For the second time in two years, mobile-security firm Bluebox Security announced a serious vulnerability in the Android operating system that could allow a malicious application to gain higher privileges and take control of devices.
It’s the latest serious flaw in the Android operating system, which is, by far, the operating system most targeted by attackers. Yet comparing the security of Google's and Apple's mobile operating systems is not straightforward, according to experts.
The open nature of Android software tends to attract attackers, who have an easier time developing malicious programs for the platform than for Apple's relatively closed iOS. But both platforms have similar track records, in terms of vulnerabilities, and Google quickly updates its Play store and the Android core operating system to stop attacks, Jeff Forristal, chief technology officer of Bluebox, told eWEEK.
"When people say that Android is insecure and Apple is doing a great job, think about the monumental task of what Google is trying to do here," he said. With thousands of different devices running the Android OS, "the fact that it has any modicum of security is amazing," he said.
In terms of vulnerabilities, the five-year track records of the two platforms are similar. Researchers have discovered 325 vulnerabilities in the Android operating system since 2010 and 185 in iOS, according to data from the National Vulnerability Database. Serious vulnerabilities have been found in both mobile operating systems. In 2012, for example, researchers hacked an Android device using the wireless Near-Field Communication (NFC) protocol, while hackers at a similar competition showed in 2013 a way to steal passwords from an iOS device.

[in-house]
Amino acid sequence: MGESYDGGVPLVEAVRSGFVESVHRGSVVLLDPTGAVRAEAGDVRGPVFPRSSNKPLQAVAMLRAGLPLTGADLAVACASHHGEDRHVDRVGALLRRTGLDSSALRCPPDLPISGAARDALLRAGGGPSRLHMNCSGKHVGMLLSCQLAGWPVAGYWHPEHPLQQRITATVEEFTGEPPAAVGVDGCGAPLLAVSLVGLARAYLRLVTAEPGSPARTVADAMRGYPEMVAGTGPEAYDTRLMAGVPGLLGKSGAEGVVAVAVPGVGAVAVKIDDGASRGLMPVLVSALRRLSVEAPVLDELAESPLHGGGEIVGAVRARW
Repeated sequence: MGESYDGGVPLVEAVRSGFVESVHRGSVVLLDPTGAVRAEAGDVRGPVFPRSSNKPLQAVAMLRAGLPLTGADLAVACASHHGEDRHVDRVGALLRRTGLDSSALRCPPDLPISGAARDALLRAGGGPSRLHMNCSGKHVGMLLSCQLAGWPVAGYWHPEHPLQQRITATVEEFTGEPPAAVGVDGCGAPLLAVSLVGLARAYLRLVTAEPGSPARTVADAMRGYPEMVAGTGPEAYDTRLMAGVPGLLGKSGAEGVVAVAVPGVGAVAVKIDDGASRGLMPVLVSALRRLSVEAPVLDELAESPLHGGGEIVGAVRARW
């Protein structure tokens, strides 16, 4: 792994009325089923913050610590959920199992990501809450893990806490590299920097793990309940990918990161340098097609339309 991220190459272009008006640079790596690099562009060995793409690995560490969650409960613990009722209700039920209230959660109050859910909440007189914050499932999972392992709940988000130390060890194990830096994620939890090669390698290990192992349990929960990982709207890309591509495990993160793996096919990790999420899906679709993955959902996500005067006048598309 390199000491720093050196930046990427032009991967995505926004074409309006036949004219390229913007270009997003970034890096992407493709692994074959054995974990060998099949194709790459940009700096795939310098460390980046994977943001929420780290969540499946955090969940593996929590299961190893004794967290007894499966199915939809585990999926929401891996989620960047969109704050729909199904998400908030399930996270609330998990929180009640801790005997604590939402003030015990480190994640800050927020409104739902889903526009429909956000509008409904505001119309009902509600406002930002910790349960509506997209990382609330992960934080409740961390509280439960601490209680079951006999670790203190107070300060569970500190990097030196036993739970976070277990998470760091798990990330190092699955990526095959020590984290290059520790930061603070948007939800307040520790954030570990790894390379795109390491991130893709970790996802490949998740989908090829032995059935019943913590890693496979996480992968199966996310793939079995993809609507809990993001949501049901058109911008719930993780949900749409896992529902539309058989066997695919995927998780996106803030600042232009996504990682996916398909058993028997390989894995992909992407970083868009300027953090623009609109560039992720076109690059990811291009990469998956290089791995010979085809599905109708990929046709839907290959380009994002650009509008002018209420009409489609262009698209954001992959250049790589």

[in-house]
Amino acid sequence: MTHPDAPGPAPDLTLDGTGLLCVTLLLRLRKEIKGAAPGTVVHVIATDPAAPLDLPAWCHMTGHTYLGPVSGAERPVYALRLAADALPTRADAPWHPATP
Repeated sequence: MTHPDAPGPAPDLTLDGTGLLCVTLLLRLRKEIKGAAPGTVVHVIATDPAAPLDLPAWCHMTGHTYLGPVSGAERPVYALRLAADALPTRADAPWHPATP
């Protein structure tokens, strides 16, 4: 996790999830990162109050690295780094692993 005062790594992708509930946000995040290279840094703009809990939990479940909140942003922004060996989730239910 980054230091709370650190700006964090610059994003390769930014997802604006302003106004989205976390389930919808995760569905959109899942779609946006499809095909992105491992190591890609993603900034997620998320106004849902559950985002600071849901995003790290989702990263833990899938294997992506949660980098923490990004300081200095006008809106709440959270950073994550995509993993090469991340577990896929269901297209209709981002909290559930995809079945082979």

The latest flaw in Android, dubbed the "Fake ID" vulnerability by Bluebox, allows developers to create applications that appear to come from a different, trusted developer. Because some programs on Android devices have hard-coded and higher-level access to the system, masquerading as applications from the same developer can give attackers complete access to the device.
The rough similarity in vulnerability data has not translated to similar chances of attack. Almost all criminal attacks of opportunity focus on Android, according to mobile-security firm Lacoon. Yet targeted attacks, which focus on stealing intellectual property and data, do impact Apple's mobile operating system, according to Lacoon's CEO Michael Shaulov.
By mining traffic collected by a large network provider, the company found that about 3 percent of devices show signs of malware infection. Among those devices infected with more advanced data-stealing and remote-access Trojans, 43 percent of the consumer devices ran Apple's iOS, while 10 percent of infected corporate devices ran Apple's mobile operating system.
"This shows that, first of all, you still have an exposure with iOS in the corporate environment," Shaulov said. "But the fact that you have additional defenses in the enterprise helps reduce the exposure."